How big a threat are Hurricanes to Jackets?

Miami — Randy Shannon refuses to live in the past. He deflects any references to the past. Maybe that's because it's his unenviable task to recapture the stratospheric glory of that past.

“I don’t like to compare,” the University of Miami’s third-year head coach said Sunday of a five-championship football tradition to which he has contributed both as a player and an assistant coach.

But Shannon, also a bit of a control freak like most in his profession, cannot squelch this inevitable national reaction to UM’s frenzied 38-34 victory over rival Florida State on national television a week ago. Are the Hurricanes back?

Randy Phillips, a fifth-year senior defensive back, surely followed the lead of his coach when he responded to the question: “We can’t say, ‘We’re back! We’re back!’ because of one game.’ ”

A hefty burden of proof remains following a three-season span of 19-19 mediocrity. And the bar is set unreasonably high by a fandom spoiled by UM success for the better part of a quarter-century.

But neither will Shannon, Phillips or anyone else associated with the UM program deny that the Hurricanes ride a wave of optimism into yet another stiff challenge Thursday night here against No. 14 Georgia Tech.

“That was a huge confidence-builder,” senior cornerback Chavez Grant said of the FSU win. The Canes erased FSU leads of 23-17, 31-24 and 34-31 that night in the fourth quarter alone. “It showed a lot of maturity, a lot of fight, a lot of heart.”

Maturity is the key, said Micheal Barrow, who joined Shannon’s staff after a 13-year NFL career. Few are better qualified to relate UM past to UM present. He earned All-American honors as a senior linebacker in 1992 and contributed significantly to the Canes’ 1989 and 1991 national title seasons.

Though reluctant to suggest the program had made the leap from mid-pack back to elite status, Barrow said reflectively, “I don’t think we’re that far off.”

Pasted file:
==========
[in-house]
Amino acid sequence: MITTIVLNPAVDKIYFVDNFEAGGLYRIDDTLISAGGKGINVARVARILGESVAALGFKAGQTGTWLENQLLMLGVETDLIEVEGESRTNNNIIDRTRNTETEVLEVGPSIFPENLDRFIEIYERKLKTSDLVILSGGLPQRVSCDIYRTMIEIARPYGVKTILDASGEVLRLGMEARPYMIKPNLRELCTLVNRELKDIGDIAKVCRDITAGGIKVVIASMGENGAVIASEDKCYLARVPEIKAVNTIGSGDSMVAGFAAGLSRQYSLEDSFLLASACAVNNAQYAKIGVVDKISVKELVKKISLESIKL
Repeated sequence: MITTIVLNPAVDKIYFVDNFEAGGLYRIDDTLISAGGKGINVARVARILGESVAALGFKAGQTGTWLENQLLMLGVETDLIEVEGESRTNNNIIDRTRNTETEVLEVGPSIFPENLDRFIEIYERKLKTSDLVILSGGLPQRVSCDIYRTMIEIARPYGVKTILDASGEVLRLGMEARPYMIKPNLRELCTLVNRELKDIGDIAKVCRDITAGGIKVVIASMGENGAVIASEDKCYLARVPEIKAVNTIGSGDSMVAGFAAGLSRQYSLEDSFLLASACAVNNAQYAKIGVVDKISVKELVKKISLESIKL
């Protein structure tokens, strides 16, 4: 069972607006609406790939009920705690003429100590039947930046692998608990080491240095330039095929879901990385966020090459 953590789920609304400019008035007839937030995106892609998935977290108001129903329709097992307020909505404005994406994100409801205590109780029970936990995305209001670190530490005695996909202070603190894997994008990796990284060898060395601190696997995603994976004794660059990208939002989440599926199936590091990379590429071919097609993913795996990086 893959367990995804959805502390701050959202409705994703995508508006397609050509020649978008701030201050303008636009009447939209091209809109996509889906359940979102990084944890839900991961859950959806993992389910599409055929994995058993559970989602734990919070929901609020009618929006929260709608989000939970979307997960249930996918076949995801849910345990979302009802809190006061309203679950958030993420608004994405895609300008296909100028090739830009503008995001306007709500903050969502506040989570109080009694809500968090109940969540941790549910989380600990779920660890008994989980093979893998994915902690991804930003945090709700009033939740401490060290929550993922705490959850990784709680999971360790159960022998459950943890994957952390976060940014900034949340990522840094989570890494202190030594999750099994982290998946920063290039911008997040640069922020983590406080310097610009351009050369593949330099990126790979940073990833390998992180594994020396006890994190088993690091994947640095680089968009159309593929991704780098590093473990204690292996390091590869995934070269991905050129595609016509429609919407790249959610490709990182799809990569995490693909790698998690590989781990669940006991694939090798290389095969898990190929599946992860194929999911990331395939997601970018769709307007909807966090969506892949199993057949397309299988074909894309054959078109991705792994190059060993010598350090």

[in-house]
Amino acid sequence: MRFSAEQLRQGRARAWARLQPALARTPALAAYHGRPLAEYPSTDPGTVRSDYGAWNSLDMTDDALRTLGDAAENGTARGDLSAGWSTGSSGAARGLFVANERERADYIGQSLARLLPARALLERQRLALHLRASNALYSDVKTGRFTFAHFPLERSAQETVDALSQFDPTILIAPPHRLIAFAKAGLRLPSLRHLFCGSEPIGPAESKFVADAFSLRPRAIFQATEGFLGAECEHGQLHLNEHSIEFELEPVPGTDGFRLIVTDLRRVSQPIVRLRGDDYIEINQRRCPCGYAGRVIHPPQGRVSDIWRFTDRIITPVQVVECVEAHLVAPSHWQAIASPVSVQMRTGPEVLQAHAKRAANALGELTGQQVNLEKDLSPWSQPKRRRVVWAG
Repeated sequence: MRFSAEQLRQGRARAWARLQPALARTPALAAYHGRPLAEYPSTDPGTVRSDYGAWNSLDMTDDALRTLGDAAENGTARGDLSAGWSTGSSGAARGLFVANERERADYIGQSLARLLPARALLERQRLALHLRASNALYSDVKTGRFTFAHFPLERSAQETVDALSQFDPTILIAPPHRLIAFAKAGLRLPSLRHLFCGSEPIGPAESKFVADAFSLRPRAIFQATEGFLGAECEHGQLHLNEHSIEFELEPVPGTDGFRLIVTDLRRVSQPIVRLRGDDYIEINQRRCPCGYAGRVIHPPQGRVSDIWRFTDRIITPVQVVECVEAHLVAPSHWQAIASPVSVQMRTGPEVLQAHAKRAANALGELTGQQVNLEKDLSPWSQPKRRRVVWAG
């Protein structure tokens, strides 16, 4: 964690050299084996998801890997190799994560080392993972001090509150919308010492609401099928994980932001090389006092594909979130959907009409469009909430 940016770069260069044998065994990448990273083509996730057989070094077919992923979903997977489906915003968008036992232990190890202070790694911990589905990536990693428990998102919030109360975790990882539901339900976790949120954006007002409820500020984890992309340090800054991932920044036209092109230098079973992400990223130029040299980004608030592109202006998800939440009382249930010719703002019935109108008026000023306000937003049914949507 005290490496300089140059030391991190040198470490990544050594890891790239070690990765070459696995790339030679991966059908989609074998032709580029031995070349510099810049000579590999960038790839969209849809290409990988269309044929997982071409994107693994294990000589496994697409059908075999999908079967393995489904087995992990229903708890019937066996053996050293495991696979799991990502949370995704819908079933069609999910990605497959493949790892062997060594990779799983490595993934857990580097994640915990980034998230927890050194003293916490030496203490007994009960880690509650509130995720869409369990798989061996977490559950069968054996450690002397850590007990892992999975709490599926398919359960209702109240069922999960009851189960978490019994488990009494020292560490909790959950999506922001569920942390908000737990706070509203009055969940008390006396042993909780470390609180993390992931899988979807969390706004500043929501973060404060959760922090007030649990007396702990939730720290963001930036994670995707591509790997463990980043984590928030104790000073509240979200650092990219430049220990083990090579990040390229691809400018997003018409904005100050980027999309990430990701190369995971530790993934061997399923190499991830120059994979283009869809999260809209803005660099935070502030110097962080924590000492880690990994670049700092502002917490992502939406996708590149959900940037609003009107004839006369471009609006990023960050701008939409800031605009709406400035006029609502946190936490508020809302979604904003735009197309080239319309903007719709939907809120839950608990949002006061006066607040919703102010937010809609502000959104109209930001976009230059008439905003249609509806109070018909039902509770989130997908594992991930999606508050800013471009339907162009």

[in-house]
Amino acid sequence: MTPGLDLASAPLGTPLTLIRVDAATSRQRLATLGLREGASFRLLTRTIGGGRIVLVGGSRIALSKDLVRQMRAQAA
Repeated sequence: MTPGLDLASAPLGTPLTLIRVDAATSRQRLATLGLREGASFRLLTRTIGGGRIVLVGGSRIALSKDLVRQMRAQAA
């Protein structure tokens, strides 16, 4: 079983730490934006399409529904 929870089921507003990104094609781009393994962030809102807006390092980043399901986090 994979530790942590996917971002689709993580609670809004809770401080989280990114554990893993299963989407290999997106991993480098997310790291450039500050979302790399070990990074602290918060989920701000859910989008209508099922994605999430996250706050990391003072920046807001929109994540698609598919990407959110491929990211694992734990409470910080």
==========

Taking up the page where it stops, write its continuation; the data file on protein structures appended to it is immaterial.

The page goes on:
Miami remains a very young team. But Barrow recognizes the talent and senses a returning swagger. The experience will come, he reasoned. “Just add the water. ... [It’s a matter of] going out there and getting baptized,” he said.

Like anyone who has seen the Canes lately, he can see the fruits of Shannon’s recruiting prowess, especially in South Florida.

“Coach Shannon is always emphasizing, ‘Make sure we secure our backyard,’ ” Barrow said.

Imperturbable sophomore quarterback Jacory Harris, whose national stature skyrocketed with the victory at FSU, symbolizes Shannon’s concentration on keeping the best of the best from south Florida high schools at home.

Harris is the leader among seven Hurricanes who propelled Miami Northwestern High to a perfect 2007 season and national championship (USA Today) and then marched in lockstep to UM.

Like Grant, who attended Miami’s Booker T. Washington High, they grew up on “the U.” In their grade school years, they relished the 2000-2003 dominance reflected by a cumulative 46-4 record and the 2001 national championship season. Shannon served as defensive coordinator that year.

“It was all about the Canes,” Grant said. “The Orange Bowl [since demolished] was the place to be.”

In recruiting Harris, who riddled the Seminoles for 386 yards and two passing touchdowns, Shannon must have recognized a kindred spirit. On the sideline, Shannon is a study in stoicism. By contrast, Harris almost makes the coach look like a kid hyped on too much chocolate.

“He’s like me,” Shannon said with a soft chuckle.

Shannon’s self-restraint after the FSU victory would not surprise anyone familiar with his all-business approach. The joy of victory and the agony of defeat don’t look a whole lot different in his demeanor. He began the season on the proverbial hot seat and UM football remains a what-have-you-done-for-me-lately world.

He knows that had FSU quarterback Christian Ponder’s final pass into the end zone been a foot higher and Jarmon Fortson made the catch, the conversation today would be starkly different.

Similarly, if the Yellow Jackets administer a beating anything like the 41-23 rout they celebrated in Atlanta last November, perceptions in Miami will spin 180 degrees.

Jimmy Johnson, who coached the Hurricanes from 1984 through 1988, had the logical answer to an ESPN radio interviewer’s question, “Are the Hurricanes back?" Noting not just the Georgia Tech test but also a trip to Virginia Tech and home game against Oklahoma the following two weeks, he replied, “We’ll find out.”